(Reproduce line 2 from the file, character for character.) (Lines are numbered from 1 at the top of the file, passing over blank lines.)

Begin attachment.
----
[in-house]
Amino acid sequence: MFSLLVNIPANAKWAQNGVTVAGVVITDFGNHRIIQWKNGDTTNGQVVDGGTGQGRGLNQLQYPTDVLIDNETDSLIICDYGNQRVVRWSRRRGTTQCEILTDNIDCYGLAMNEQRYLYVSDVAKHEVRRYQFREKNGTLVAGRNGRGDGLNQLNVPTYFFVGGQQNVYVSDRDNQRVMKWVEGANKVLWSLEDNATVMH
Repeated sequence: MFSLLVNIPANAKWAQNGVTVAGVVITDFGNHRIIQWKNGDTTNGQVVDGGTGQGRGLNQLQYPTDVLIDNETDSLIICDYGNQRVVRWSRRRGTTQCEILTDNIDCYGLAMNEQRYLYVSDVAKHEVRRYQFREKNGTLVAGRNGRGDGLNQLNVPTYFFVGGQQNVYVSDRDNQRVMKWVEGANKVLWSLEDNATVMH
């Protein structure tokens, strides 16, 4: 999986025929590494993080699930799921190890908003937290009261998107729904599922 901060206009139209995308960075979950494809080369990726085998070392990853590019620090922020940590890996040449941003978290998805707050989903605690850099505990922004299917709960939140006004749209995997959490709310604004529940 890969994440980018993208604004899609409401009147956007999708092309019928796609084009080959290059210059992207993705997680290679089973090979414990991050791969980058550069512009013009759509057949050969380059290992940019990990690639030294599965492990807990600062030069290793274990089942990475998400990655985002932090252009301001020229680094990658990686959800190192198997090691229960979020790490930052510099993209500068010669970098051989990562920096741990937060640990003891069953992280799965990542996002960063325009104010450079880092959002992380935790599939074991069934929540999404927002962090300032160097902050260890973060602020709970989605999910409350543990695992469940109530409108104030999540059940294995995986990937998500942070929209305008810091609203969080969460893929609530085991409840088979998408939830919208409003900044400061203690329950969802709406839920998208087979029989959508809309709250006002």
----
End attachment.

Amino acid sequence: MFSLLVNIPANAKWAQNGVTVAGVVITDFGNHRIIQWKNGDTTNGQVVDGGTGQGRGLNQLQYPTDVLIDNETDSLIICDYGNQRVVRWSRRRGTTQCEILTDNIDCYGLAMNEQRYLYVSDVAKHEVRRYQFREKNGTLVAGRNGRGDGLNQLNVPTYFFVGGQQNVYVSDRDNQRVMKWVEGANKVLWSLEDNATVMH